Somewhere between the impenetrable stylings of Sonic Youth, the glorious mid-1980’s punk spasticity of Hüsker Dü, and the frenetic babble that’s defined the last thirty years of math rock, there lies a goldmine of musical nostalgia exists to be mined. And mined it has been.
Of course, every so often a band digs so deeply into one of these subjective retro fascination mines that they become pigeonholed with existing genres descriptions. That being said, Atlanta’s freshest semi-instrumental duo Hyper Olympic cover a lot of ground on Life is But A Dream Team, and one can imagine a myriad of these descriptors being attached to it depending on which song the listener hears first. But one of the most consistent among these labels would certainly be math rock.
Burying atonal tapping riffs, mumbled melodies, and triathlon drum sessions within disparate yet accessible song structures, most math heads won’t need to look any further than the band’s nearly twelve-minute single “Watching Mothra Save the Day While Ignoring Calls From Miles Away” for proof.
It’s worth noting that for all of that song’s length, it still manages to come off as a relatable and digestible piece of work. The same can be said for the shorter songs as well. Personal favorites “Spider Bake Sale” and “Space – It was about Astronauts” are just as enjoyable, much in part to the onslaught of riffs being so consistent.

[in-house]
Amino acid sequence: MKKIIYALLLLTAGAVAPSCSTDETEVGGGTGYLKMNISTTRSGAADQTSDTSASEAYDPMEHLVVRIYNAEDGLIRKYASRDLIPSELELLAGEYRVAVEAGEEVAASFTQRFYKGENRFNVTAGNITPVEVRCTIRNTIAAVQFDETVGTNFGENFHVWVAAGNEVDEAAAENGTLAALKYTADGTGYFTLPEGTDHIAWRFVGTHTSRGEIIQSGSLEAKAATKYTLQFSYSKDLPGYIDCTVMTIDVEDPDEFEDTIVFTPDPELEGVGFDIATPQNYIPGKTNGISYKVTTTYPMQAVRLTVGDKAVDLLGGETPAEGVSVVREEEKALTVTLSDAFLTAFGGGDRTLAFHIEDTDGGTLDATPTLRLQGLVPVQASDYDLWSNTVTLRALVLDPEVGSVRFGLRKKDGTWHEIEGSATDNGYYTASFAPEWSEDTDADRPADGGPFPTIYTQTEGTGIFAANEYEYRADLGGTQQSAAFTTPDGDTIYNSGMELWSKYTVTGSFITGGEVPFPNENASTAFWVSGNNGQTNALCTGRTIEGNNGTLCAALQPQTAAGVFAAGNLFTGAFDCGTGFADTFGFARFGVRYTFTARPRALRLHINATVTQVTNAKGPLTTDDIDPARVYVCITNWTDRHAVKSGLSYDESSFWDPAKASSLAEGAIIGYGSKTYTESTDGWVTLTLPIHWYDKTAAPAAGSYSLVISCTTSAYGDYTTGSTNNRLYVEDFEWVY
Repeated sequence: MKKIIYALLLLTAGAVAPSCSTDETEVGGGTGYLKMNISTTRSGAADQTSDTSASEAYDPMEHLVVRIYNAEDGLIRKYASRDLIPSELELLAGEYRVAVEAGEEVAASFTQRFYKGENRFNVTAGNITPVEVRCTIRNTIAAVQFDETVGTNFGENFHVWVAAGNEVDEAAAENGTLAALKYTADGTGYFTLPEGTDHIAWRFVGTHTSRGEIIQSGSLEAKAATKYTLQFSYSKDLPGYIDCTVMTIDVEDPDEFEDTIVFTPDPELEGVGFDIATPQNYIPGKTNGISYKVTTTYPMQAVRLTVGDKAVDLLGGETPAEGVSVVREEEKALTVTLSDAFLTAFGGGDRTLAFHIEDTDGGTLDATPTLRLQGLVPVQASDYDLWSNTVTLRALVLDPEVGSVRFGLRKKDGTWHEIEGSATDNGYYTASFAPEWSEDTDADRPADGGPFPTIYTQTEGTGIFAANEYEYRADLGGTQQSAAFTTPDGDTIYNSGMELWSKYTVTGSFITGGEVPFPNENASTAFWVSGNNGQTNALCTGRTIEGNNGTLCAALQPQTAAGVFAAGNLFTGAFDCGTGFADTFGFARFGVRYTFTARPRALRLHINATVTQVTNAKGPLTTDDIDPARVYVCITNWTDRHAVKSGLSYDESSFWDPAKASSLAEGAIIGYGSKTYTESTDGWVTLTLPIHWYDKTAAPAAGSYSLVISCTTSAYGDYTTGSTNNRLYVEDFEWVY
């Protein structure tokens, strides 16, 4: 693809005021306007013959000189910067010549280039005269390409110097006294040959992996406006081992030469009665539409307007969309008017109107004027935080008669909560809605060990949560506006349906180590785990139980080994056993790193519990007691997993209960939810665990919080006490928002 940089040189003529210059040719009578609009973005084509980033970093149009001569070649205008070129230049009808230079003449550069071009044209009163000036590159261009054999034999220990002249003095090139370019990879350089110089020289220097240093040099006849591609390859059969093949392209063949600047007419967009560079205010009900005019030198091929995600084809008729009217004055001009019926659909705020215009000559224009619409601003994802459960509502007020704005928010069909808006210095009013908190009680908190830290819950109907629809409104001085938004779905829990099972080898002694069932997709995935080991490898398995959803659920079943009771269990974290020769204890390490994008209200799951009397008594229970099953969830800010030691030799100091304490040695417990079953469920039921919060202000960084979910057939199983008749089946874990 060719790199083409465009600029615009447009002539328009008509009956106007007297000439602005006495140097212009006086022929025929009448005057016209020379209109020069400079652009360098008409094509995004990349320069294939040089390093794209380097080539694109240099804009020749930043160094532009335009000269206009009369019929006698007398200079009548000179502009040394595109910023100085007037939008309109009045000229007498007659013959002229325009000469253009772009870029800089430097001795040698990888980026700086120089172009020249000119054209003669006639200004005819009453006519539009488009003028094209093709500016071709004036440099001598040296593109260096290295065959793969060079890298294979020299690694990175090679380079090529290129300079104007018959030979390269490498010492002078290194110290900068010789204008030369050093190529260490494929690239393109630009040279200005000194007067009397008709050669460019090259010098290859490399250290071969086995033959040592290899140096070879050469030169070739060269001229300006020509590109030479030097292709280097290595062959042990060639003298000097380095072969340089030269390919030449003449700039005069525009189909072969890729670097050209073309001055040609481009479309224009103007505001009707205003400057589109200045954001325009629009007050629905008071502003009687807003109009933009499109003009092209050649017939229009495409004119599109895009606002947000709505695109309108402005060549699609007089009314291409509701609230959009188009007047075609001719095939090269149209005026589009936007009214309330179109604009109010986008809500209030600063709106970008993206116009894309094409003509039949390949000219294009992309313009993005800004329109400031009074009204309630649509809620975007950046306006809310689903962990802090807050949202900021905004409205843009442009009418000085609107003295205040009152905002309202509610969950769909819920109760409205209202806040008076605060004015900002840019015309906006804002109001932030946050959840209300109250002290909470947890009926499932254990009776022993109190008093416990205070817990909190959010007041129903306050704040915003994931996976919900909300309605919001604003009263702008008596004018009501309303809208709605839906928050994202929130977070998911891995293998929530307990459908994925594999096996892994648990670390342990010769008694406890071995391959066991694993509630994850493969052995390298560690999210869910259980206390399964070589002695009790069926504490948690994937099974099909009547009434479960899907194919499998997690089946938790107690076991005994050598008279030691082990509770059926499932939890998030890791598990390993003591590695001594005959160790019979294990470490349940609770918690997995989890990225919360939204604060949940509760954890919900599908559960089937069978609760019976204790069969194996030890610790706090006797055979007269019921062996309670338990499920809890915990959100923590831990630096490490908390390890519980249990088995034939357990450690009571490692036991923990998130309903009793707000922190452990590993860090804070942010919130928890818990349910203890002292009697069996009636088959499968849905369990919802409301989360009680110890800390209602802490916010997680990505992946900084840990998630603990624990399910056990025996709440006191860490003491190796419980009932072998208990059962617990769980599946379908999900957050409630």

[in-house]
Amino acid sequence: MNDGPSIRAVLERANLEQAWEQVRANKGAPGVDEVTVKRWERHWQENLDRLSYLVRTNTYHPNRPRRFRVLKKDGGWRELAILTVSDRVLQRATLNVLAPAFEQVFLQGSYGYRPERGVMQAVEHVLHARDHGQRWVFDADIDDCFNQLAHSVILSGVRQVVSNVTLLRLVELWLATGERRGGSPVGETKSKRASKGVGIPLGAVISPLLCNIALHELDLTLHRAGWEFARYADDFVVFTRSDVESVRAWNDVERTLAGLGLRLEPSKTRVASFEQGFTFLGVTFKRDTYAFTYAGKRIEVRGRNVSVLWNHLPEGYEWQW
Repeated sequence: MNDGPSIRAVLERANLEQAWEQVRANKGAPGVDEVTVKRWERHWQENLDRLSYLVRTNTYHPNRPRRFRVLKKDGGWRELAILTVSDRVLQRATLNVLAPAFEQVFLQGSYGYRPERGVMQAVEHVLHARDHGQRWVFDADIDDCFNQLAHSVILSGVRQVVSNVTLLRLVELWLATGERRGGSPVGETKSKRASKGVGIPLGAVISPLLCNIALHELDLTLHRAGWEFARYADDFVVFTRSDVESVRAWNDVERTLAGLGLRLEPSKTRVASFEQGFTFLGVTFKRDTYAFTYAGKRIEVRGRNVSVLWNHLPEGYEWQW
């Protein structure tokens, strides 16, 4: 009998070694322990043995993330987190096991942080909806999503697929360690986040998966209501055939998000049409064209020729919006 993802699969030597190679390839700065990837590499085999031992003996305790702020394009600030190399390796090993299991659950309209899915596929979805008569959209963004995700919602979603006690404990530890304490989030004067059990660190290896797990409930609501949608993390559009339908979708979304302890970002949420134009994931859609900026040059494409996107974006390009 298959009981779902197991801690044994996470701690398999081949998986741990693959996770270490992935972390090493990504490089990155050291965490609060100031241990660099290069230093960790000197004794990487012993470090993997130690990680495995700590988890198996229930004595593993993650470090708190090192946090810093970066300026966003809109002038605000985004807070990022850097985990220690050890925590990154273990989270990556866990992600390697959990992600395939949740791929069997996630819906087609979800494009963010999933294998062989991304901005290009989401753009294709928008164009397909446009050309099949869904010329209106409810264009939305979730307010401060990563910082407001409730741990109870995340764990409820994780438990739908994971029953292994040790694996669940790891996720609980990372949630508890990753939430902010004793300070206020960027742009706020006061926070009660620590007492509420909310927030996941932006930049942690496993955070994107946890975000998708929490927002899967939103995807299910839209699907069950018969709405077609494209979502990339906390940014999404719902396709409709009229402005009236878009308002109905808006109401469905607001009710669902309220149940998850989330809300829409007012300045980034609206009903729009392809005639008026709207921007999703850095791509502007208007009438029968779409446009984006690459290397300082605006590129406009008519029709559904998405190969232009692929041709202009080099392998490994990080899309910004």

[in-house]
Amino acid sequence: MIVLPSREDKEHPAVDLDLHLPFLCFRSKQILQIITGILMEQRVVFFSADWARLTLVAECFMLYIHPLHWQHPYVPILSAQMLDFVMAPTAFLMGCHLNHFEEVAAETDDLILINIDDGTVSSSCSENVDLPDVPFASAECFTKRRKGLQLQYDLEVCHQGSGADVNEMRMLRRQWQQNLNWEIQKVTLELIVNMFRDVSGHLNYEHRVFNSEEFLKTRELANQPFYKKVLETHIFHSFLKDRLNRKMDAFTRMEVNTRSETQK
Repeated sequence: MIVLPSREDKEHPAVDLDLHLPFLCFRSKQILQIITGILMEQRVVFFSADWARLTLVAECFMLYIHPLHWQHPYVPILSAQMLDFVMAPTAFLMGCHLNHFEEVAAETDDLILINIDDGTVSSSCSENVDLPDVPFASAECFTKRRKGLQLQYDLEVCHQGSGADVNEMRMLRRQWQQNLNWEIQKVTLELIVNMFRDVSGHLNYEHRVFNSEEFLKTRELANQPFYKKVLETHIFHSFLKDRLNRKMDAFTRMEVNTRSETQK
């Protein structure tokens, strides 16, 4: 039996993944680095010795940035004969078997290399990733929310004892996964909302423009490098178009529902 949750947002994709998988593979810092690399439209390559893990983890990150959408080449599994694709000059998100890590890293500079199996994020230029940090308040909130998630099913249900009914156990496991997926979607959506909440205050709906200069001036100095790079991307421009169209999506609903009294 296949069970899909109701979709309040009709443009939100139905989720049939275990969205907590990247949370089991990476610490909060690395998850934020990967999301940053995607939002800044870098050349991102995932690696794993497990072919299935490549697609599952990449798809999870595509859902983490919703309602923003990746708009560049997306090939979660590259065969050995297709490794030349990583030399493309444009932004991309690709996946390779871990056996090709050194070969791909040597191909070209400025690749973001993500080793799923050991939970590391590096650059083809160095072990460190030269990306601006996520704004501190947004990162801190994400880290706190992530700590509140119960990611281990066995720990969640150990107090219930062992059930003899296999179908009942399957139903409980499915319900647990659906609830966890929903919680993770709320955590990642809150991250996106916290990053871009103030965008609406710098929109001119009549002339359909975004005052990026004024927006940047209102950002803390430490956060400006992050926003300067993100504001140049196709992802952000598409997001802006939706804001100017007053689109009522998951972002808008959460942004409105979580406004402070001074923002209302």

As the record wraps up with “Where’s the Luau? Dang!” the listener is relatively permeated with a psychedelic euphoria as Hyper Olympic casually weaves occasional Flaming Lips style ‘verses’ with saucy Tera Melos guitars.
Again, one could theoretically come away with it with a fairly different take depending on which song they hear first, but that’s part of what makes this debut so effective. The band expertly avoided the sound of trying too hard. They also the sound of a band trying too little by giving each idea just enough importance and space without compromising the youthful energy of each section.
Having a sense of humor about it all goes a long way as well, and luckily that is one of the most present elements here reflected of its Gen-X influences. The subtle 311 reference on the cover, the perfectly “feeling woozy here” soundbite, the snotty vocals and strange song titles… it’s all there.
Math rock is off to a good start this year, and records like this help symbolize that even within familiar territory, there are still avenues to explore. Check out their Bandcamp and WREK 91.1 performance above, or book a show with them via the band’s Instagram.